Every six months or so, my friend runs a live-action version of the card game Mafia, but on steroids. He used to run it by hand using Google forms, so I offered to build him a website to make it easier for the users and automate some of the more tedious calculations.
Basic Game Design
The players are divided into townspeople and Mafia members. They are also divided into families - so for example, family X has six members, one of which is also in the Mafia. The basic idea is that every night, the Mafia discuss and select a certain number of players to kill. In turn, each day every player votes for a family, and the family that gets the most number of votes is sent to court. Each player also votes for a member of their own family. Whichever family is sent to court, the player from within that family that got the most votes is voted out of the game.
To make things more complicated and interesting, players are also assigned any of a number of roles. These roles let them affect every aspect of the game. Most of my time was spent making sure these roles interacted properly. They had a priority list and could affect each other.
Each player was given an ID number, and had to enter that ID number to perform any action.
There was some basic test coverage, but not comprehensive and not end-to-end. It was still incredibly useful.
Basic Website Design
Not that complicated. A page for the rules, a page to sign up, a roster page, a page for day actions like voting, a page for night actions, and an admin page that had live updates on what people were doing. There was a separate file that counted the votes and ordered them by family, and another separate file that ran the nightly actions. Both of those latter programs were run via rake tasks at the command line.
Role actions were saved with the ID number of the player who used them, the time they were submitted, and any targets. Some roles had one target, some had several. Most targeted players, but some targeted families. Some effects lasted forever, some laster only that night, some lasted until they were activated. In addition, players could submit actions several times, but only the latest submission would be counted. However, within each role, earlier submissions took precedence over later ones.
I began by giving each player a status for each night. This held the full player status - basically a record of the player’s state at that night.
Then I took each role in priority order. I sorted them by timestamp once newest-oldest to remove duplicate submissions, then reversed the list to process them. For each action, I:
- find the list of targets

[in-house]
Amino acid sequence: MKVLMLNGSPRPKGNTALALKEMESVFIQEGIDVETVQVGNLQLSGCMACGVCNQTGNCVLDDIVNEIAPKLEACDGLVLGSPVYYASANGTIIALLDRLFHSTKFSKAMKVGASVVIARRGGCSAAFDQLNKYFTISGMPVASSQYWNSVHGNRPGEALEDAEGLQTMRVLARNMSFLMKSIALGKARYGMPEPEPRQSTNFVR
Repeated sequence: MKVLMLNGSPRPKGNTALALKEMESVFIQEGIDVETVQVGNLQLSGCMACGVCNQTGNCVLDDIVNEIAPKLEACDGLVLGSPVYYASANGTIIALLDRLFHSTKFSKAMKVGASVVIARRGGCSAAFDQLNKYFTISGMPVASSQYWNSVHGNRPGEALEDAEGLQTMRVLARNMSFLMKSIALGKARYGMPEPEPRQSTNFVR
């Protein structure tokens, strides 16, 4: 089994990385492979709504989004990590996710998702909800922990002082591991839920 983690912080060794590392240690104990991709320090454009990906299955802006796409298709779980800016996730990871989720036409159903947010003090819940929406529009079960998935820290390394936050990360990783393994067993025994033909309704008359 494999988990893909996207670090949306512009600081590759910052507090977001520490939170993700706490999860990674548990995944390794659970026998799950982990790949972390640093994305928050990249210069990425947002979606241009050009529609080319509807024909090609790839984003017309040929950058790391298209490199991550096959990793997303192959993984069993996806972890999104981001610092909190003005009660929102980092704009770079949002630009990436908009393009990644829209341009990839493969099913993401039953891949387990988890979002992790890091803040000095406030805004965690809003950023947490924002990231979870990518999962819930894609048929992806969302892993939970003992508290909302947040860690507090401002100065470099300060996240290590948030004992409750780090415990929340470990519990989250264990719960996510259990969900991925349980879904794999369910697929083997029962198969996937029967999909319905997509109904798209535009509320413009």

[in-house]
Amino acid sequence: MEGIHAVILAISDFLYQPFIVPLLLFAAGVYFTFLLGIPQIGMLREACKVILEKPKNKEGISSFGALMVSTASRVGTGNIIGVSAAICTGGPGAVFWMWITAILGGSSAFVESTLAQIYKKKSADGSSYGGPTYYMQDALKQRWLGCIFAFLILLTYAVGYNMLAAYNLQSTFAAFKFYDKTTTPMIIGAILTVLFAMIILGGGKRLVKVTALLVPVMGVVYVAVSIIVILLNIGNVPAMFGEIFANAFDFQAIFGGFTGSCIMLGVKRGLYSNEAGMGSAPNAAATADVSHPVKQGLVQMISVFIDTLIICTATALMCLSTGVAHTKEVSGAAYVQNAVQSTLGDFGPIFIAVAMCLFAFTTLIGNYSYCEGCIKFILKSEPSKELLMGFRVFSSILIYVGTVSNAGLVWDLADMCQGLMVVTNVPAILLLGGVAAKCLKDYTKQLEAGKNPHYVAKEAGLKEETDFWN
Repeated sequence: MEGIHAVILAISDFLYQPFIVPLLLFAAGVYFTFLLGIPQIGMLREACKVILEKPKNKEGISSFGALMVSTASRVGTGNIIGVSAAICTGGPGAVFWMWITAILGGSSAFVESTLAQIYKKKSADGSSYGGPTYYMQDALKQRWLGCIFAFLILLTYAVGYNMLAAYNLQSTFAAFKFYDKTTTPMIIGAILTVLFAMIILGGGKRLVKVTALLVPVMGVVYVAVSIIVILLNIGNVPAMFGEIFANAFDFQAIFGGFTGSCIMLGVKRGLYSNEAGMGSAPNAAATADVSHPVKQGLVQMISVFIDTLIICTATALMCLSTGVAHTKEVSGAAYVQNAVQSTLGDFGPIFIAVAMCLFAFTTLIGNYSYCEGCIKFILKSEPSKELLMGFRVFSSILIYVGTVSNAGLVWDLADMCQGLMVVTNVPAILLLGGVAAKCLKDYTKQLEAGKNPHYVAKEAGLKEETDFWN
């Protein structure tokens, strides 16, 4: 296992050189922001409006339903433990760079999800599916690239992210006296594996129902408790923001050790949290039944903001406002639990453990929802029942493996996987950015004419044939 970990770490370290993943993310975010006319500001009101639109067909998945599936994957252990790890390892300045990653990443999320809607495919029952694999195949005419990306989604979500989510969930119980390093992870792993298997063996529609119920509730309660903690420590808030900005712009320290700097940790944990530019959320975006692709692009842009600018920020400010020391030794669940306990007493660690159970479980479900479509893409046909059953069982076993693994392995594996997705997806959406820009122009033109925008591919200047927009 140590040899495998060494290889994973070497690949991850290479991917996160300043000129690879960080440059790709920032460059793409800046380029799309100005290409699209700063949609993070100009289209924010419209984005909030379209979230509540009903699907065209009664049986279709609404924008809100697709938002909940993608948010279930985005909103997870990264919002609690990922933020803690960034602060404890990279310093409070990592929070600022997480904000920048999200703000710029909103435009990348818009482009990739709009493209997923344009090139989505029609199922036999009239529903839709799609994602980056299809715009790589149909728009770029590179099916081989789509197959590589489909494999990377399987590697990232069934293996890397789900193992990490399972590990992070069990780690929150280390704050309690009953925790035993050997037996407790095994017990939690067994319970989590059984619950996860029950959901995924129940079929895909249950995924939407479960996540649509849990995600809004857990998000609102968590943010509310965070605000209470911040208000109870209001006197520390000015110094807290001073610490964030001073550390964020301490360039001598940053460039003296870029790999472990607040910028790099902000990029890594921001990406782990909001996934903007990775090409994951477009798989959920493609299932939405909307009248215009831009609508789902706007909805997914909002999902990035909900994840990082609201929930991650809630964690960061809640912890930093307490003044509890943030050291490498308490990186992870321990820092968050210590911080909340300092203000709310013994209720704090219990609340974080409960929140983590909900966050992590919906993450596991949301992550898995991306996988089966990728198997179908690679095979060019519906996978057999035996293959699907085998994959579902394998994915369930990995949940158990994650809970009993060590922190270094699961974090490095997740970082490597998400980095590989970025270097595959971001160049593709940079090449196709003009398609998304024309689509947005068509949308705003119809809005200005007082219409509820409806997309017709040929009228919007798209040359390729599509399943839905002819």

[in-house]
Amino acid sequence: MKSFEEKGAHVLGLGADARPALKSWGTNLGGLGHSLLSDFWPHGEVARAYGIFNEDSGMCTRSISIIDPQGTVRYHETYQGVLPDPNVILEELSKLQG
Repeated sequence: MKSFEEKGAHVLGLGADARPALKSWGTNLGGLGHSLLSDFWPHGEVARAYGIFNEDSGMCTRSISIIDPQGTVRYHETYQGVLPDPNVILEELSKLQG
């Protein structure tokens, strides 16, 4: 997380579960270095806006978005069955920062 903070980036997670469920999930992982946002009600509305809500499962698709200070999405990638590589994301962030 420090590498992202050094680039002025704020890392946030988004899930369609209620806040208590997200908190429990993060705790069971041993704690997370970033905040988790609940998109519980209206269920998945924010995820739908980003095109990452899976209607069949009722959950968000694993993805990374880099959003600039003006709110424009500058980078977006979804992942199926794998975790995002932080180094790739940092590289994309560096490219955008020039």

- Check if the player is actually assigned that role
- Check if the player’s status allows him to use that role
- Check if the target list needs to be changed(one role randomly reassigned targets)
- Process the role:
- Check for role-specific status issues. Some statuses prevented certain roles from acting
- Update the status for the target. If it was a status that took effect until it was activated, that night and every future night’s status was changed to reflect that. If it was an effect that was activated, that night and every future night’s status was reverted to default.
- return a string describing what happened.
If I had to do it again, I’d find a better solution than dumping everything into a single
player_status table. Many of the effects didn’t match up well to a “one-a-night” status. There were also edge cases like “this role can be used an infinite number of times, but only once on yourself” and “this role can be used twice” that were difficult to cover. I also didn’t have the resolution needed to separate day and night effects. It also wasn’t idempotent - I could only run each night’s actions once. Maybe a role-player table with extra info about how the role has been used, and move some of the more awkward
player_status stuff into there.
This was my first time being solely responsibly for a production build from beginning to end, and I wasn’t as thorough with my testing and building as I could have been. I got the technical details ironed out but missed a lot of the business logic, which caused problems when running the game. It didn’t have a large impact because I was available to fix them immediately, but it was still somewhere to improve.
I also should have been more proactive about user acceptance testing. The first time they really touched the site was the day before game launch. I should have had them submit several fake rounds at least a week in advance as a shakedown.
This was a fun build. I’ve always enjoyed watching the game, and I’m happy I was able to help out. People seemed to really enjoy using the website, and it definitely made the moderators’ job a lot easier.